Tracing regulatory routes in metabolism using generalised supply-demand analysis

Christensen, Carl D. ; Hofmeyr, Jan-Hendrik S. ; Rohwer, Johann M. (2015-12)

CITATION: Christensen, C. D., Hofmeyr, J. H. S. & Rohwer, J. M. 2015. Tracing regulatory routes in metabolism using generalised supply-demand analysis. BMC Systems Biology, 9(1): 89, doi: 10.1186/s12918-015-0236-1.

Publication of this article was funded by the Stellenbosch University Open Access Fund.

The original publication is available at http://bmcmusculoskeletdisord.biomedcentral.com

Article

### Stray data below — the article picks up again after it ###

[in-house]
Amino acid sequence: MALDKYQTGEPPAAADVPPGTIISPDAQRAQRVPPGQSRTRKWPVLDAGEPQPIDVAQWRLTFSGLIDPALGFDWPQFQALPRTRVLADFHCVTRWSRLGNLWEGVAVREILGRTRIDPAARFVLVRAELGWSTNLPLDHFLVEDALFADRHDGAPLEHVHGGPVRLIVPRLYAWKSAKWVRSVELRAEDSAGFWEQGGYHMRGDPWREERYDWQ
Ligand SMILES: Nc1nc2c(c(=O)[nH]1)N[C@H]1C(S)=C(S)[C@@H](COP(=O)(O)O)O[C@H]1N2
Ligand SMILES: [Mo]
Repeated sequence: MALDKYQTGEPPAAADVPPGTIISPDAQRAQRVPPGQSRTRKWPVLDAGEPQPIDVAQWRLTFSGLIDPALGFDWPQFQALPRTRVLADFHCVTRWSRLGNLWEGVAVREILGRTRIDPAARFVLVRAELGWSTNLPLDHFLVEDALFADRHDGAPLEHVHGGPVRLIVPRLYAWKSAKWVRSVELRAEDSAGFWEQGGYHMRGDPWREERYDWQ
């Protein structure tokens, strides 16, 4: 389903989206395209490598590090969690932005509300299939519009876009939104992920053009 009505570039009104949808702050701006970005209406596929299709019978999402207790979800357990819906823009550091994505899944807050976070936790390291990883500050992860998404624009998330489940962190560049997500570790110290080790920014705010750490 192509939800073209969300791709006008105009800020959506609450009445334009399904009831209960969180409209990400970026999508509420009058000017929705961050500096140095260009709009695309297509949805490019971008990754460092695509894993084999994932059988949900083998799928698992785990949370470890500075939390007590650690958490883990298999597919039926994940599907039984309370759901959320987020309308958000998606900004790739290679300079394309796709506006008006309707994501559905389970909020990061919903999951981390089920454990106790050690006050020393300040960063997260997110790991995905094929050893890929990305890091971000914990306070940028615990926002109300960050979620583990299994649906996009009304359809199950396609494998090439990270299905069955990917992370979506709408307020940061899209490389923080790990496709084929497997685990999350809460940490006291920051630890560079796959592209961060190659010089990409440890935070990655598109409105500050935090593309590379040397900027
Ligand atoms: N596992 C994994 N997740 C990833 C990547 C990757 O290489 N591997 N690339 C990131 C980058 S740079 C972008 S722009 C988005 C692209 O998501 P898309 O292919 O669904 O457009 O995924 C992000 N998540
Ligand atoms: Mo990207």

Background: Generalised supply-demand analysis is a conceptual framework that views metabolism as a molecular economy. Metabolic pathways are partitioned into so-called supply and demand blocks that produce and consume a particular intermediate metabolite. By studying the response of these reaction blocks to perturbations in the concentration of the linking metabolite, different regulatory routes of interaction between the metabolite and its supply and demand blocks can be identified and their contribution quantified. These responses are mediated not only through direct substrate/product interactions, but also through allosteric effects. Here we subject previously published kinetic models of pyruvate metabolism in Lactococcus lactis and aspartate-derived amino acid synthesis in Arabidopsis thaliana to generalised supply-demand analysis. Results: Multiple routes of regulation are brought about by different mechanisms in each model, leading to behavioural and regulatory patterns that are generally difficult to predict from simple inspection of the reaction networks depicting the models. In the pyruvate model the moiety-conserved cycles of ATP/ADP and NADH/NAD+ allow otherwise independent metabolic branches to communicate. This causes the flux of one ATP-producing reaction block to increase in response to an increasing ATP/ADP ratio, while an NADH-consuming block flux decreases in response to an increasing NADH/NAD+ ratio for certain ratio value ranges. In the aspartate model, aspartate semialdehyde can inhibit its supply block directly or by increasing the concentration of two amino acids (Lys and Thr) that occur as intermediates in demand blocks and act as allosteric inhibitors of isoenzymes in the supply block. These different routes of interaction from aspartate semialdehyde are each seen to contribute differently to the regulation of the aspartate semialdehyde supply block. Conclusions: Indirect routes of regulation between a metabolic intermediate and a reaction block that either produces or consumes this intermediate can play a much larger regulatory role than routes mediated through direct interactions. These indirect routes of regulation can also result in counter-intuitive metabolic behaviour. Performing generalised supply-demand analysis on two previously published models demonstrated the utility of this method as an entry point in the analysis of metabolic behaviour and the potential for obtaining novel results from previously analysed models by using new approaches.

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